Italy hopes for the economic boost, the country is hooking on to a robust eurozone recovery, but this doesn’t mean that the country’s fragilities have been overcome.
A batch of comforting data has brought some relief to Paolo Gentiloni’s centre-left government, Italy starts to strengthen confidence in its economic recovery. There is a good news from the International Monetary Fund: in July, it has upgraded Italian economic’s growth estimate to 1.3 per cent in 2017, on the back of positive momentum across the currency bloc.
The chief Italian economist at UniCredit in Milan believes that Italy will cope with that temporary difficulty:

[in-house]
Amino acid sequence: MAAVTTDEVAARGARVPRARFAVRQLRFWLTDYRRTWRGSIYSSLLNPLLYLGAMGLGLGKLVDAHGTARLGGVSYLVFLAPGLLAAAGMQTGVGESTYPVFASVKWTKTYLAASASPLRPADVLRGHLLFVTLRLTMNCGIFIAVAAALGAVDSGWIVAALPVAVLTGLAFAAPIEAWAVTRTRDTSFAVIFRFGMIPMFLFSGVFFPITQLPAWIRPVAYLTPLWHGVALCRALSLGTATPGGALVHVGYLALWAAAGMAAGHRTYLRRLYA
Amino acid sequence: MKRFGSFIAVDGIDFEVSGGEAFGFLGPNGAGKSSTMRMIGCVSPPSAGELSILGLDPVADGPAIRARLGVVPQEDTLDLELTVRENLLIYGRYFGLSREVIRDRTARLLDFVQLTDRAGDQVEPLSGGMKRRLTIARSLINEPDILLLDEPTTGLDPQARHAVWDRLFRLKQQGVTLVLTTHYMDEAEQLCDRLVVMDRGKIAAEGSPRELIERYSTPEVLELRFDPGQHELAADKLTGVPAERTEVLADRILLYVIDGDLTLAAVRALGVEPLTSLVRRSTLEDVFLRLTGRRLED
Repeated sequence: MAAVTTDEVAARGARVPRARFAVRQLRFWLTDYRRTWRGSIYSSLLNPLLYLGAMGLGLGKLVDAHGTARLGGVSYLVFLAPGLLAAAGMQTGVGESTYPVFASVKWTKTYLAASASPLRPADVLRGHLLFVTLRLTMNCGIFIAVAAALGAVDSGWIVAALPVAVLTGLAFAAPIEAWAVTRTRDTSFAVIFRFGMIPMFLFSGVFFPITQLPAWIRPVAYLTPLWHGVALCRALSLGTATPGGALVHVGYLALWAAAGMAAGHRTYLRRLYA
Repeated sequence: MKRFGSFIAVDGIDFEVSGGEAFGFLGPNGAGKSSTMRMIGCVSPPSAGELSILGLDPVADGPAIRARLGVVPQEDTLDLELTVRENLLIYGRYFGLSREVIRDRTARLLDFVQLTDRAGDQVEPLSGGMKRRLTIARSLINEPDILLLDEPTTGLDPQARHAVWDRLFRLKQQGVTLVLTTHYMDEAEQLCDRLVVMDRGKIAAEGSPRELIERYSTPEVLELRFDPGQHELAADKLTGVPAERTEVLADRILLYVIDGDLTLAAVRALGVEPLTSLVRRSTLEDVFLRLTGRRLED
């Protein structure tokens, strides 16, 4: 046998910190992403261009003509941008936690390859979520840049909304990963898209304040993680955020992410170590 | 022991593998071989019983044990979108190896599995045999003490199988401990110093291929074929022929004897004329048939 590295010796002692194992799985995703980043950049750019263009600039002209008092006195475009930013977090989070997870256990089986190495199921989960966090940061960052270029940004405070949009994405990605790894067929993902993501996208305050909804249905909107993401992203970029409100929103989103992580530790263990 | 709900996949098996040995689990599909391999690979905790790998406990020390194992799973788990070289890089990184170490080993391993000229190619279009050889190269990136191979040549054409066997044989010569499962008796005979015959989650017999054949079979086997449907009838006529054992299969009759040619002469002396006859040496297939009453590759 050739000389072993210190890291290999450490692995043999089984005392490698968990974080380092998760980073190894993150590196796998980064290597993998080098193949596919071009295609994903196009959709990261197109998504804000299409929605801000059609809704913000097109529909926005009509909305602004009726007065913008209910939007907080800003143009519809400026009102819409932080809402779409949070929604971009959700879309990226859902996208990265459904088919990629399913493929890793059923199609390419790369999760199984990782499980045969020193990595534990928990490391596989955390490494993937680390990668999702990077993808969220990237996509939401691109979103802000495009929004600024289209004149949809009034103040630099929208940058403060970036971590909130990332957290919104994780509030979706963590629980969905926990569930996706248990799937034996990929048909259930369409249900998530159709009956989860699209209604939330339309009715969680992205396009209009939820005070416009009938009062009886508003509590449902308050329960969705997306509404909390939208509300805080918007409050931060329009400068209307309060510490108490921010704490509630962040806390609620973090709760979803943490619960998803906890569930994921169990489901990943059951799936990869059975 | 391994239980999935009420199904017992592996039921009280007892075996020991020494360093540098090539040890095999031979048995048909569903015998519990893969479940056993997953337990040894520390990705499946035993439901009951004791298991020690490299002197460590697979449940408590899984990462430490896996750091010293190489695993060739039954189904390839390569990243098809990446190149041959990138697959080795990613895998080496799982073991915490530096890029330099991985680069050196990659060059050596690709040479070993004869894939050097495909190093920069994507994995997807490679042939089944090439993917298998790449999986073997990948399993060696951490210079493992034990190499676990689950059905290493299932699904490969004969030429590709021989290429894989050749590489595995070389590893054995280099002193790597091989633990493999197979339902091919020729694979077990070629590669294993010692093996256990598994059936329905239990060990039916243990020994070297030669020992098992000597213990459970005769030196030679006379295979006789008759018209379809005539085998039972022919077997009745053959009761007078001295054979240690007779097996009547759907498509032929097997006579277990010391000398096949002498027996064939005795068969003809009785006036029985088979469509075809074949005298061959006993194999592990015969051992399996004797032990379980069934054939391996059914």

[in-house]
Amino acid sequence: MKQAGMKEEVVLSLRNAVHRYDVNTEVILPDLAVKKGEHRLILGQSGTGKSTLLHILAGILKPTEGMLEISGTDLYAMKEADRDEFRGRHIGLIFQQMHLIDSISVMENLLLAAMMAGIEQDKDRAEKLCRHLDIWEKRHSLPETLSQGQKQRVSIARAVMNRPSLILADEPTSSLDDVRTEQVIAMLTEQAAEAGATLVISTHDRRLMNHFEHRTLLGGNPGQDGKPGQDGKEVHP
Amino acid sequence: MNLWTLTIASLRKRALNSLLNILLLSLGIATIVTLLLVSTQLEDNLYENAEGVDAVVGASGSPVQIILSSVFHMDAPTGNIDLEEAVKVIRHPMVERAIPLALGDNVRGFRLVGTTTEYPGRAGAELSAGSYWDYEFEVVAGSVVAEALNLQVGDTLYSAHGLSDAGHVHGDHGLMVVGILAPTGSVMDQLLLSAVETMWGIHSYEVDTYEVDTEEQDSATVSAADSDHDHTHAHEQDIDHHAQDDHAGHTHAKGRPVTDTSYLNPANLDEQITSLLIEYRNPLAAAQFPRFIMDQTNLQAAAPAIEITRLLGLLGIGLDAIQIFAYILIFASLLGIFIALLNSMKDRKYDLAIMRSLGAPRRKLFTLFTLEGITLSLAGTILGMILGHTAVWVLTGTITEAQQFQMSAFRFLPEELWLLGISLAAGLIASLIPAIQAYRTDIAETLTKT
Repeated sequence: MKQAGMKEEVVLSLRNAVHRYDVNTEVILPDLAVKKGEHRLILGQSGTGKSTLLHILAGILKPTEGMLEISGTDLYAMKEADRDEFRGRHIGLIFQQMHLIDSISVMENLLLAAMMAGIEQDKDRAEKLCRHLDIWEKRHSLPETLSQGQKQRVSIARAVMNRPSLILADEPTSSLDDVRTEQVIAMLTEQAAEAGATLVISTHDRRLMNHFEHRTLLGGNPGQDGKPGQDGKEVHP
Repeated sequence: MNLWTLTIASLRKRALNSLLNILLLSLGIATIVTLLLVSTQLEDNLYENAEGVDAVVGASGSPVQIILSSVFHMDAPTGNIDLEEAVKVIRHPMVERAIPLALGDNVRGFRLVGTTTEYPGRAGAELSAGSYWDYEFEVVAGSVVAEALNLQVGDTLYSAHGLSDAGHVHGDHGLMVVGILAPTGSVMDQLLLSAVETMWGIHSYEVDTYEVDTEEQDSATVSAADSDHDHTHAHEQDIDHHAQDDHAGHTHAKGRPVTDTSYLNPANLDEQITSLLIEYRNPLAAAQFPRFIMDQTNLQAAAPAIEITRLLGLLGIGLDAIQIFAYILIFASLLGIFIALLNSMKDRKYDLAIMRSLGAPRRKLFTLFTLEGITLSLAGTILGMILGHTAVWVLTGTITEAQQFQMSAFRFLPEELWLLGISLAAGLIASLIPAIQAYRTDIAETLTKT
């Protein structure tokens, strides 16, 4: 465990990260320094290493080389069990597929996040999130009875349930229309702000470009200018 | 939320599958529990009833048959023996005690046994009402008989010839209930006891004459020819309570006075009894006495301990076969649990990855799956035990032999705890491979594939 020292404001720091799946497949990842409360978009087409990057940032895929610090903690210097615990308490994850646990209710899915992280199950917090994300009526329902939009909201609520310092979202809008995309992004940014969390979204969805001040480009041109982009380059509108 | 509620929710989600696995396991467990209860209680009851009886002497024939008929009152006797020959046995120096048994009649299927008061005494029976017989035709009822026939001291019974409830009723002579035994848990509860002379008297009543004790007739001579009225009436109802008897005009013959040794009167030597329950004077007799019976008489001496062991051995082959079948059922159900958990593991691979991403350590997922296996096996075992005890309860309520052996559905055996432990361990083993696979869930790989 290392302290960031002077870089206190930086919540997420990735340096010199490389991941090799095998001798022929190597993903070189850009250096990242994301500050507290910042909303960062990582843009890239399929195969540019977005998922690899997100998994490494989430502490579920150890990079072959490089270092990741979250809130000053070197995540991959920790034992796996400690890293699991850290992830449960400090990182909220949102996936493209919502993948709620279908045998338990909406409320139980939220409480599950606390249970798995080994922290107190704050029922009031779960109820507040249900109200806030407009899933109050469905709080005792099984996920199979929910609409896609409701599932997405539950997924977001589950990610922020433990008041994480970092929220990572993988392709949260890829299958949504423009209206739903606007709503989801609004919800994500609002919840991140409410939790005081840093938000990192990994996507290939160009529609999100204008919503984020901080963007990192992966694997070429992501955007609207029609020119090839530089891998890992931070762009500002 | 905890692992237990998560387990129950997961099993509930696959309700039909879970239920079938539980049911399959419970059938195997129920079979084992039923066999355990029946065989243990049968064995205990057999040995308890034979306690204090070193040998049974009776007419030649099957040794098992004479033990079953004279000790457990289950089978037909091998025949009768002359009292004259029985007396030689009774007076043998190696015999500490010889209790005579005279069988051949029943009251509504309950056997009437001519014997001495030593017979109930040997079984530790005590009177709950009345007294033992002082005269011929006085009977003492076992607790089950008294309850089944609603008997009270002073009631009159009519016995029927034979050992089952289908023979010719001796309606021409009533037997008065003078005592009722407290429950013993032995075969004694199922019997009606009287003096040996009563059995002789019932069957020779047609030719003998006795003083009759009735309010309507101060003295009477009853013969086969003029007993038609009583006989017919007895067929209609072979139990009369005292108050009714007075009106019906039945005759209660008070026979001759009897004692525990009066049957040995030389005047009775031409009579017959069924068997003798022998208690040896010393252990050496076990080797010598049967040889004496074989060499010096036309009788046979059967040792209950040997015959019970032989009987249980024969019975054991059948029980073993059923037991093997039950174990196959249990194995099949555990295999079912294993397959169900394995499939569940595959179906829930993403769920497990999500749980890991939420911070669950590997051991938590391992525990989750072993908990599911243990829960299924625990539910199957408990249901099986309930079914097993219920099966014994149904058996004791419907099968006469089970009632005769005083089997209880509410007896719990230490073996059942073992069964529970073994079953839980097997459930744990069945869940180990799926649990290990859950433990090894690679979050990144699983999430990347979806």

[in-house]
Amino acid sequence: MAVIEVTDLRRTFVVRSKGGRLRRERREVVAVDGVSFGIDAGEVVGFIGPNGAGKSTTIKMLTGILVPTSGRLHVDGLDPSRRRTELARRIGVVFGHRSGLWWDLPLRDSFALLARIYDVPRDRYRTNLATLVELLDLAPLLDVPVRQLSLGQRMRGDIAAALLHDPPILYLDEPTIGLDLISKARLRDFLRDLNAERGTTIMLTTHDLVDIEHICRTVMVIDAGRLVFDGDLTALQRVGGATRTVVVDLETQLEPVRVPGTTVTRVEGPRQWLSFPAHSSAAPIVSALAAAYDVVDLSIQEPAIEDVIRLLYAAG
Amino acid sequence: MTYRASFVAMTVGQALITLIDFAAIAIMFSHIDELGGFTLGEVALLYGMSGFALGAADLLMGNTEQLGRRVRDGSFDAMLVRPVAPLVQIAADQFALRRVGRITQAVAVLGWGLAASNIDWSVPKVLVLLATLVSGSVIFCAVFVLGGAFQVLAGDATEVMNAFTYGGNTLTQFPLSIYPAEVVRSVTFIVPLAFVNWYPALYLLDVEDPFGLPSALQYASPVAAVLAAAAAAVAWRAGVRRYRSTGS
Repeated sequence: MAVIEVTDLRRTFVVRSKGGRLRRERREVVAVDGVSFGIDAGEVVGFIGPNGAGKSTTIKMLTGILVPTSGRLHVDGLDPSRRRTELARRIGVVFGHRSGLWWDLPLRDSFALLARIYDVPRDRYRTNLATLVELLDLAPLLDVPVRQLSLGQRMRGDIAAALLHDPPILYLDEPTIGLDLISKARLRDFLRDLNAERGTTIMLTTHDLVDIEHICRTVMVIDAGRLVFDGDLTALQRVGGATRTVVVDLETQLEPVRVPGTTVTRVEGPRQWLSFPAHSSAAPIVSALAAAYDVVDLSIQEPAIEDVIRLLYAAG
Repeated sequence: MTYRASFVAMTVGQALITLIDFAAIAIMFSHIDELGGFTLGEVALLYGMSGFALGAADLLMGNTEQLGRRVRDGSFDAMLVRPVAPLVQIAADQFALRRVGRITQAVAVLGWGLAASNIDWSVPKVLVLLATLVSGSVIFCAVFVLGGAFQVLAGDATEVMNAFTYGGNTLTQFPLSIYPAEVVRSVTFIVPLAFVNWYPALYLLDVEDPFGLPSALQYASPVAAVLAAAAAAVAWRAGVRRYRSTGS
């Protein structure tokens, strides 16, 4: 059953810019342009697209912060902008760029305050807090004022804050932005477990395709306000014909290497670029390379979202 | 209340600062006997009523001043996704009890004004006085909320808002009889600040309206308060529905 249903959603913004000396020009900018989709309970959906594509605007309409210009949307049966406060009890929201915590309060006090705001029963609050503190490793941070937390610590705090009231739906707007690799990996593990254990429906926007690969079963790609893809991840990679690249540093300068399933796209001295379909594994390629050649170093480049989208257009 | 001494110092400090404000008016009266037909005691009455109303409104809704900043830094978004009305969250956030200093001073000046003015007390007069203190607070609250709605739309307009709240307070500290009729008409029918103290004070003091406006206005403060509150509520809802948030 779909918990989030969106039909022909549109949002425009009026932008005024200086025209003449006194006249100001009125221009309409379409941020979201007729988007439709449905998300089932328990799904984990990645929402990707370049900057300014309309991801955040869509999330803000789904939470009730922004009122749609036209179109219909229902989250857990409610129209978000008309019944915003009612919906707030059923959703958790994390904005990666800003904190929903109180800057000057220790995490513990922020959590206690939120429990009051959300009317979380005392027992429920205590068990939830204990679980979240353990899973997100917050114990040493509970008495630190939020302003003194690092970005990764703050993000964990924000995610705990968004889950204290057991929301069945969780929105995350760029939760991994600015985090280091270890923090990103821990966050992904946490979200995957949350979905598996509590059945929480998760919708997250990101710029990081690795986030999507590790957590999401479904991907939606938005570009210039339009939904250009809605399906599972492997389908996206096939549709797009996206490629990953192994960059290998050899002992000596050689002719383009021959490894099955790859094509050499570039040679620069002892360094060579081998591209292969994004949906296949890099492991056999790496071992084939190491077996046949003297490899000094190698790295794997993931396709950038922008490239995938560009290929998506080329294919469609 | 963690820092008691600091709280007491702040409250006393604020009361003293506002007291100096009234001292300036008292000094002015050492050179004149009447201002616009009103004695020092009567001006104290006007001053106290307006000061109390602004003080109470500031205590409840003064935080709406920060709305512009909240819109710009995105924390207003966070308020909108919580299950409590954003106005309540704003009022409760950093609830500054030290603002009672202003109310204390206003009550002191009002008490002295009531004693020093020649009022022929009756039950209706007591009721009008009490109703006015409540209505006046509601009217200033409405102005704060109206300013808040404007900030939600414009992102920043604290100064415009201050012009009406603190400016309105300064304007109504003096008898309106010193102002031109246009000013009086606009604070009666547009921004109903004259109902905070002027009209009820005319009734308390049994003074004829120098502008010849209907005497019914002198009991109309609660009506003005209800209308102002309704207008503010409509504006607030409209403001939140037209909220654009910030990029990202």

“I’m not sure Italy can be called an overperformer, but it is keeping the pace and benefiting from the improved external environment,”
says Loredana Federico.
Italy: bad loans and perspectives for Gentiloni’s government
This summer became a rather tough time for Mr Gentiloni’s government, the migration crisis is deepening in the central Mediterranean area, this aspect becomes more powerful to the economic and is able to give him some leeway in crafting a challenging budget in the autumn ahead of a 2018 general election.
The government rescues of three troubled banks, after painstaking negotiations with the EU and the ECB, and an aggressive restructuring at UniCredit, the Milan-based lender, have also eased worries about the financial sector, which has been weighed down by bad loans.